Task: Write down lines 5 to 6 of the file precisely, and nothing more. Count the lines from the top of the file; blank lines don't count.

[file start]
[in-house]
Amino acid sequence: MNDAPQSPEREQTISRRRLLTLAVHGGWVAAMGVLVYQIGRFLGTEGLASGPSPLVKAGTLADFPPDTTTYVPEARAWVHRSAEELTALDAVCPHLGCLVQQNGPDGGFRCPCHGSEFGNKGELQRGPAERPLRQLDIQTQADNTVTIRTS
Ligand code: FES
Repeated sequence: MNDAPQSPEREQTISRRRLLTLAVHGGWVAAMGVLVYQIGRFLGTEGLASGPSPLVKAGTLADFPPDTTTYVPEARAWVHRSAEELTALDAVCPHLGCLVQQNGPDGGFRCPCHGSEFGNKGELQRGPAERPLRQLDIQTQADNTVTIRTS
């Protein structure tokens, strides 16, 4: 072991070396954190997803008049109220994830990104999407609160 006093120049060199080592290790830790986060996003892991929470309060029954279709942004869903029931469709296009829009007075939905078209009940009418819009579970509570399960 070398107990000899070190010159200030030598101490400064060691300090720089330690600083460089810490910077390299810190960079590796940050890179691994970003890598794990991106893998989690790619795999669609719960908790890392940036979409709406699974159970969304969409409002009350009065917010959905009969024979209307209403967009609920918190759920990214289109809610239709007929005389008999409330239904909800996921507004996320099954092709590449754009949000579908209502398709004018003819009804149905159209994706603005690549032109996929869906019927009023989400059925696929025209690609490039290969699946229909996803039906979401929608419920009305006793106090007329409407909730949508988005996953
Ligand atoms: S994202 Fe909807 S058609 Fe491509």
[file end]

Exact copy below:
């Protein structure tokens, strides 16, 4: 072991070396954190997803008049109220994830990104999407609160 006093120049060199080592290790830790986060996003892991929470309060029954279709942004869903029931469709296009829009007075939905078209009940009418819009579970509570399960 070398107990000899070190010159200030030598101490400064060691300090720089330690600083460089810490910077390299810190960079590796940050890179691994970003890598794990991106893998989690790619795999669609719960908790890392940036979409709406699974159970969304969409409002009350009065917010959905009969024979209307209403967009609920918190759920990214289109809610239709007929005389008999409330239904909800996921507004996320099954092709590449754009949000579908209502398709004018003819009804149905159209994706603005690549032109996929869906019927009023989400059925696929025209690609490039290969699946229909996803039906979401929608419920009305006793106090007329409407909730949508988005996953
Ligand atoms: S994202 Fe909807 S058609 Fe491509």